A surgery requirement for changes to vital records is not in alignment with policy statements of all leading medical, psychological, and psychiatric organizations, including the American Psychological Association, the American Medical Association, the American Psychiatric Association, the American Academy of Pediatrics, the Endocrine Society, and the World Professional Association for Transgender Health (WPATH).
Additionally, I agree with Ted Heck's comment: "...the Vital Records regulations should allow for gender change upon submission of a statement from a licensed provider, rather than requiring a court order. Forcing people to discuss their gender identity and any medical treatment they have undergone in open court can cause significant discomfort and be psychologically traumatic. Further, the expense of securing legal counsel is beyond the means of many transgender people, a significant number of whom are unemployed or underemployed because of employment and education discrimination. Taking the gender change process out of the courts and placing it into the hands of the vital records agency will bring consistency and efficiency to the process, and also has the benefit of reserving court resources for more appropriate matters."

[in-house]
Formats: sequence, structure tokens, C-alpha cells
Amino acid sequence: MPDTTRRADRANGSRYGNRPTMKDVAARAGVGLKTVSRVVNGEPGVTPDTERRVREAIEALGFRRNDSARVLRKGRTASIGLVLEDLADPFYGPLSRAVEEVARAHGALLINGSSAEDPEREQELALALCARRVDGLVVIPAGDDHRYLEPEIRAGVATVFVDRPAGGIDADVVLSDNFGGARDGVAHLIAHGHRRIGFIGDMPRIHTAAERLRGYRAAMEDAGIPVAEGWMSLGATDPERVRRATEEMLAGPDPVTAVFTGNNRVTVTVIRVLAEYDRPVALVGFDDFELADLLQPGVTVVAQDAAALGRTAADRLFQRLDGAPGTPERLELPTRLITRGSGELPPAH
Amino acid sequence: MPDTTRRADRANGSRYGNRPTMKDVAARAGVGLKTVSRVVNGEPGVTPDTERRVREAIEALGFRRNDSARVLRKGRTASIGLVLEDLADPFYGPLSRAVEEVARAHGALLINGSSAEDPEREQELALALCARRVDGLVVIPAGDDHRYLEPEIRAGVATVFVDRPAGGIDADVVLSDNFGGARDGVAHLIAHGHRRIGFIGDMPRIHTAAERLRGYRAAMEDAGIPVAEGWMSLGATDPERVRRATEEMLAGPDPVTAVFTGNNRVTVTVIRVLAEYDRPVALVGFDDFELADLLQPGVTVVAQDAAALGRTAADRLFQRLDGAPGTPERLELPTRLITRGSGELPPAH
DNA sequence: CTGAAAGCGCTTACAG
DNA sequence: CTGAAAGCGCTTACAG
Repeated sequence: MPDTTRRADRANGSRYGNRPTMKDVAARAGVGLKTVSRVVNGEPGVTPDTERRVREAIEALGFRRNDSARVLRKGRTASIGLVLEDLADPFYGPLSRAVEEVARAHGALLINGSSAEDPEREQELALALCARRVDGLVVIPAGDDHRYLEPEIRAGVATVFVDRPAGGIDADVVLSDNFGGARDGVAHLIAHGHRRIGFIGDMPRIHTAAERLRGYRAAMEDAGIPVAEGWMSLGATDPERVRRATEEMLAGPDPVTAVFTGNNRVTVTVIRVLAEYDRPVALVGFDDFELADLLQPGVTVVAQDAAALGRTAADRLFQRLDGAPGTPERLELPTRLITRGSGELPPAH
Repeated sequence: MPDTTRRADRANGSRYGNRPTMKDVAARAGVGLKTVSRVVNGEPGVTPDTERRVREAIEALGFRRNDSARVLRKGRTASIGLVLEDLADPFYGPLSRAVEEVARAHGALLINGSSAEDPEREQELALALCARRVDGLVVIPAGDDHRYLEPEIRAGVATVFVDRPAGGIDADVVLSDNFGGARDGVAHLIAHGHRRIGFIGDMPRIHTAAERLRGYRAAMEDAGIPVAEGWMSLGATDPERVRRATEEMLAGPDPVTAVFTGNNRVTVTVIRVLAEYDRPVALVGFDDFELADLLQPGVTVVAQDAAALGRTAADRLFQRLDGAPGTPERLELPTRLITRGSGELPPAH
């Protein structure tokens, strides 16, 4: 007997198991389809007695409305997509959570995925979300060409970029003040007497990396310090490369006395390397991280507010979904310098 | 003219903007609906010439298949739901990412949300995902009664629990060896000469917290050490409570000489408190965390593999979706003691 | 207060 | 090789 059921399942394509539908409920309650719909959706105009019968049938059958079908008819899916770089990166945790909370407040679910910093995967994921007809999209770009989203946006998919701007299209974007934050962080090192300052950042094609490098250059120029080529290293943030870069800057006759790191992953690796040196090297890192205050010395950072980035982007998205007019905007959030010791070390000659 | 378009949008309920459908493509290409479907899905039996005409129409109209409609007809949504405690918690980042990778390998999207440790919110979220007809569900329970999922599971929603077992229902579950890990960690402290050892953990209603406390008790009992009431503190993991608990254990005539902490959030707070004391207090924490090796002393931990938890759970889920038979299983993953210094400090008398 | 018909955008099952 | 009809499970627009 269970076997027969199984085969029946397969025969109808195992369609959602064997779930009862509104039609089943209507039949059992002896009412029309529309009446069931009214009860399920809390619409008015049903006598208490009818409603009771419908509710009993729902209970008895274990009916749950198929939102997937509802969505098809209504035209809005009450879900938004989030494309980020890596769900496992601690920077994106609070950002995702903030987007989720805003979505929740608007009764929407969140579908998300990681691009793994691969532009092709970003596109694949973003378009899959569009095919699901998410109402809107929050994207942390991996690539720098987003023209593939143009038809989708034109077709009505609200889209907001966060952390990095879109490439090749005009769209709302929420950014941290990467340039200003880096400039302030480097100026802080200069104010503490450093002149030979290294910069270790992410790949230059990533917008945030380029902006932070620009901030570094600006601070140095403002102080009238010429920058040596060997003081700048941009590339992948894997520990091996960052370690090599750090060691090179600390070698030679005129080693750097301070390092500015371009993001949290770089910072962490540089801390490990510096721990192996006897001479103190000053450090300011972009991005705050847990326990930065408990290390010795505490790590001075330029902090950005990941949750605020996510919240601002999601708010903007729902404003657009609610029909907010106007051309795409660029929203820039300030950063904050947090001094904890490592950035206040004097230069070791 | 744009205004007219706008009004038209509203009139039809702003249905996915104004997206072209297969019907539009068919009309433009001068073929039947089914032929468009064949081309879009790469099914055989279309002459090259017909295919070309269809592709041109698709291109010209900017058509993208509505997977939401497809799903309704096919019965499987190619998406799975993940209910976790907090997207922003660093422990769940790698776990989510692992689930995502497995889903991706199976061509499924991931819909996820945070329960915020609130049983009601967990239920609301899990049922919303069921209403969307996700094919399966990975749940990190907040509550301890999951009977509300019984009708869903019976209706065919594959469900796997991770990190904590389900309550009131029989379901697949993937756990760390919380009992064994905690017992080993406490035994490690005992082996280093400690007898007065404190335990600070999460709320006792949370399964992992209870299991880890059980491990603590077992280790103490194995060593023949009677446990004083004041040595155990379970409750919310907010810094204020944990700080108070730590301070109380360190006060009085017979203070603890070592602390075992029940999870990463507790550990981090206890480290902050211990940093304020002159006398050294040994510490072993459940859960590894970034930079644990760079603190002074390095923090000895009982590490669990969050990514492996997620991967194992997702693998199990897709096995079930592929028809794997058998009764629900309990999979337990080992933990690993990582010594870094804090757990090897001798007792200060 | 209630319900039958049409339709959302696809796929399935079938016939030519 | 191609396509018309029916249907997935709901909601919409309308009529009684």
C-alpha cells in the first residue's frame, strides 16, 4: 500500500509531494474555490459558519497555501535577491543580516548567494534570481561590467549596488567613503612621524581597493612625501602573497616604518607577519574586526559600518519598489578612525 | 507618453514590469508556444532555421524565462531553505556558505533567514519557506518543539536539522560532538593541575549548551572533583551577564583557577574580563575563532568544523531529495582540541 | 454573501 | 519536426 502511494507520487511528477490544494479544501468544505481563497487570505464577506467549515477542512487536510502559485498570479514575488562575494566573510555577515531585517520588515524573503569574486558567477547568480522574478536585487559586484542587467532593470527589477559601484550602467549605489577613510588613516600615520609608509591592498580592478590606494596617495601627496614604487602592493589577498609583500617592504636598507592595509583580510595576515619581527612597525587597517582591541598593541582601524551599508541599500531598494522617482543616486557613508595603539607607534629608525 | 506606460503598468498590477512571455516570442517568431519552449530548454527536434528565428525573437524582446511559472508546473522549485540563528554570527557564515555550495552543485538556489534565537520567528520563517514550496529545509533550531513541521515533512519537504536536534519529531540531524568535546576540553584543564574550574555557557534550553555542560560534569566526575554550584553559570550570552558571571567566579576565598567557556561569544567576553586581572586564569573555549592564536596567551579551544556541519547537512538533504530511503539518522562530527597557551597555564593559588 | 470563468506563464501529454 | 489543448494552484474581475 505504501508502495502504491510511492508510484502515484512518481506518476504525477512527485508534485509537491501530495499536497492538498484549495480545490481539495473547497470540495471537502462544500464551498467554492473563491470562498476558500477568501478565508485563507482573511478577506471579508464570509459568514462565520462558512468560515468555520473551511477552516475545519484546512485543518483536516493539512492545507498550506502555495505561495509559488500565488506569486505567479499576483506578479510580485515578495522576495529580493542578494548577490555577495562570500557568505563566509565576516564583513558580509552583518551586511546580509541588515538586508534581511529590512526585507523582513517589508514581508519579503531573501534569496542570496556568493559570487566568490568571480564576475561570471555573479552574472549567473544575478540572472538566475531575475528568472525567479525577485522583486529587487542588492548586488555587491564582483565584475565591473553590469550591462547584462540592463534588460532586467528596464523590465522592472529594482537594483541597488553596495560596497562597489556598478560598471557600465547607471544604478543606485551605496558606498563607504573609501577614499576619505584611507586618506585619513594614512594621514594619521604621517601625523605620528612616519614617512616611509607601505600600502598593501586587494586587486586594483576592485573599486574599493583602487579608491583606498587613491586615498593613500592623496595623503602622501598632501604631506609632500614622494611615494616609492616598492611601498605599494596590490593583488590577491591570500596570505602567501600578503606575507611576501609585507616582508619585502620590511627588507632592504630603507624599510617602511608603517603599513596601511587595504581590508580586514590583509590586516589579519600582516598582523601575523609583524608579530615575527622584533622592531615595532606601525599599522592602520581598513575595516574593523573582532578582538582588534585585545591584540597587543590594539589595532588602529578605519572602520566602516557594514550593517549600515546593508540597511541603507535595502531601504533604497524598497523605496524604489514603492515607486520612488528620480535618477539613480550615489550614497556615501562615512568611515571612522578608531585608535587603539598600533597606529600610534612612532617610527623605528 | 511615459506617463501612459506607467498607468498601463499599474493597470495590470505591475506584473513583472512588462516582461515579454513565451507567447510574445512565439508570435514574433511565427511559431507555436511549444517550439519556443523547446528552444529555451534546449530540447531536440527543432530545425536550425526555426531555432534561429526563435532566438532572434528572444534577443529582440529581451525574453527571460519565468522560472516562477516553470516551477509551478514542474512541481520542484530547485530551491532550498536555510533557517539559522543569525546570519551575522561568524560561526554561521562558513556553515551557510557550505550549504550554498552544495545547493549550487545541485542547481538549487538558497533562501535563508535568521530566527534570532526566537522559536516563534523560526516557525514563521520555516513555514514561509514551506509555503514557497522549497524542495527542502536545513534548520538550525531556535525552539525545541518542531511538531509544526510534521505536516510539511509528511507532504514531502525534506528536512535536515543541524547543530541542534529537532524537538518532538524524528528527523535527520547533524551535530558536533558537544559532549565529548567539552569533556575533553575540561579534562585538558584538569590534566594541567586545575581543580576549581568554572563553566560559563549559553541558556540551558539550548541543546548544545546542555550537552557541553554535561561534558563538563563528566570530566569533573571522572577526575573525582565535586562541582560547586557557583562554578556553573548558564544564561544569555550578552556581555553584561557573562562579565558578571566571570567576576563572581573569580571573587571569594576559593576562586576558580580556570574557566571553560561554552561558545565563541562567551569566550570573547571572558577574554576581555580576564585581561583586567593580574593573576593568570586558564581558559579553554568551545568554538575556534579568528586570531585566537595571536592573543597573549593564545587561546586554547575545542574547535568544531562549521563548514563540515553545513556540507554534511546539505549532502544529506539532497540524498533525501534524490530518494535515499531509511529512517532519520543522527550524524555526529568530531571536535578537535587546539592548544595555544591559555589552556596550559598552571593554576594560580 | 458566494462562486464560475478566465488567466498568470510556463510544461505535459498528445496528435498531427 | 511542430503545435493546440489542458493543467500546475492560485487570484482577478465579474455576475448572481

This update will bring Virginia in line with other states who have already recognized and corrected outdated policies.
In addition, an administrative route to request a gender marker change should be created, no longer leaving it to the varying decision of individual judges and consistency of updating gender markers across all government documents is best practice and necessary